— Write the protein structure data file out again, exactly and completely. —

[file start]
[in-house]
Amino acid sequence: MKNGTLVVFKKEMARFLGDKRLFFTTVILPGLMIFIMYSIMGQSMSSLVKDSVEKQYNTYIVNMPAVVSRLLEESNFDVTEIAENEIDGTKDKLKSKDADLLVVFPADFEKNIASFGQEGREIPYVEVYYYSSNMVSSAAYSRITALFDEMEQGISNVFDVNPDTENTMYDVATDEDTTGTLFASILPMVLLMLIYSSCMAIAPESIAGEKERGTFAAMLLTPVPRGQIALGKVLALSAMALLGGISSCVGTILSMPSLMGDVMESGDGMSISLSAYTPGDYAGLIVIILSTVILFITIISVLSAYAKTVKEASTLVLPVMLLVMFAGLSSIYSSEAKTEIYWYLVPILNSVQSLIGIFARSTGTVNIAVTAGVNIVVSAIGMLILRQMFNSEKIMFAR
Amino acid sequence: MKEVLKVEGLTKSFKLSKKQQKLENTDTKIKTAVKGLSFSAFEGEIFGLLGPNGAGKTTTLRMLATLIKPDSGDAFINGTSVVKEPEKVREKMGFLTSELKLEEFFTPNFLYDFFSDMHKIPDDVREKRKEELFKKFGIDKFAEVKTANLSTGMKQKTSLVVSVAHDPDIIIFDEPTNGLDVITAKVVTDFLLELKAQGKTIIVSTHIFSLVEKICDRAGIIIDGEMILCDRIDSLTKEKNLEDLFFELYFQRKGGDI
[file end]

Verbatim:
[in-house]
Amino acid sequence: MKNGTLVVFKKEMARFLGDKRLFFTTVILPGLMIFIMYSIMGQSMSSLVKDSVEKQYNTYIVNMPAVVSRLLEESNFDVTEIAENEIDGTKDKLKSKDADLLVVFPADFEKNIASFGQEGREIPYVEVYYYSSNMVSSAAYSRITALFDEMEQGISNVFDVNPDTENTMYDVATDEDTTGTLFASILPMVLLMLIYSSCMAIAPESIAGEKERGTFAAMLLTPVPRGQIALGKVLALSAMALLGGISSCVGTILSMPSLMGDVMESGDGMSISLSAYTPGDYAGLIVIILSTVILFITIISVLSAYAKTVKEASTLVLPVMLLVMFAGLSSIYSSEAKTEIYWYLVPILNSVQSLIGIFARSTGTVNIAVTAGVNIVVSAIGMLILRQMFNSEKIMFAR
Amino acid sequence: MKEVLKVEGLTKSFKLSKKQQKLENTDTKIKTAVKGLSFSAFEGEIFGLLGPNGAGKTTTLRMLATLIKPDSGDAFINGTSVVKEPEKVREKMGFLTSELKLEEFFTPNFLYDFFSDMHKIPDDVREKRKEELFKKFGIDKFAEVKTANLSTGMKQKTSLVVSVAHDPDIIIFDEPTNGLDVITAKVVTDFLLELKAQGKTIIVSTHIFSLVEKICDRAGIIIDGEMILCDRIDSLTKEKNLEDLFFELYFQRKGGDI